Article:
A recent series of dynamic tests demonstrates that there are several types and doses of steel-fiber reinforcement that can be used in performance-based seismic design of coupling beams—headers that link openings in concrete shear walls—to reduce rebar congestion. The tests, performed at the University of Wisconsin, are called “a step in the right direction” by the structural engineer who pioneered the use of SFR concrete.
“The results show a way forward for the development of a performance-based specification for steel fiber, as opposed to a product-based spec,” says Cary Kopczynski, CEO of the firm that bears his name. “This will open up the competitive marketplace, which is key to the wider use of SFR concrete in tall buildings.”
In earthquake-prone areas, rebar congestion, especially heavy transverse and diagonal bars in coupling beams, has long bedeviled contractors. Mixing in SFR at the batch plant enhances ductility and shear strength, reducing rebar needs. That can increase constructibility and material performance, says Kopczynski.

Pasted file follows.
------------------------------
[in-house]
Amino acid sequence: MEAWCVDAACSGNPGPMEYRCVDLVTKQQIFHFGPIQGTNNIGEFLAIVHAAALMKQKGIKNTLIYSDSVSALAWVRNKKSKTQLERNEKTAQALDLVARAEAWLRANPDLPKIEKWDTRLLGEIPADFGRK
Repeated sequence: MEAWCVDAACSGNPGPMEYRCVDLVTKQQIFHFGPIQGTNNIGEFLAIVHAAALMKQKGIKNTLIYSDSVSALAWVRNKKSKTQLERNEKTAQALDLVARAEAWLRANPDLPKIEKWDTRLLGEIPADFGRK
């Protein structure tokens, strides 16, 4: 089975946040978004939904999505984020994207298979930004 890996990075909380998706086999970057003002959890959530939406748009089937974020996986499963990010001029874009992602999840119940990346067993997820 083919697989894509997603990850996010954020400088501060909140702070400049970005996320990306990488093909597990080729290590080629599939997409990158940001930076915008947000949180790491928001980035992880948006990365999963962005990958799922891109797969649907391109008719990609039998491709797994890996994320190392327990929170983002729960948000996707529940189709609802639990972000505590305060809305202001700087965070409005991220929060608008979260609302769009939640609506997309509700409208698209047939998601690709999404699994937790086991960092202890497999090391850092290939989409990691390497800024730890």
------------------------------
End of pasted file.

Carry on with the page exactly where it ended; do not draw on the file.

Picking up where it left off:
Earlier material research was limited to one dose of fiber from one supplier. In the tests at the Wisconsin Structures and Materials Testing Laboratory, Madison, investigators subjected eight fiber-reinforced concrete coupling beams, without diagonal reinforcement, to large displacement reversals. They conducted bending tests, direct tension tests and compression tests, using different fiber doses and strengths.
Nadine Post - ENR
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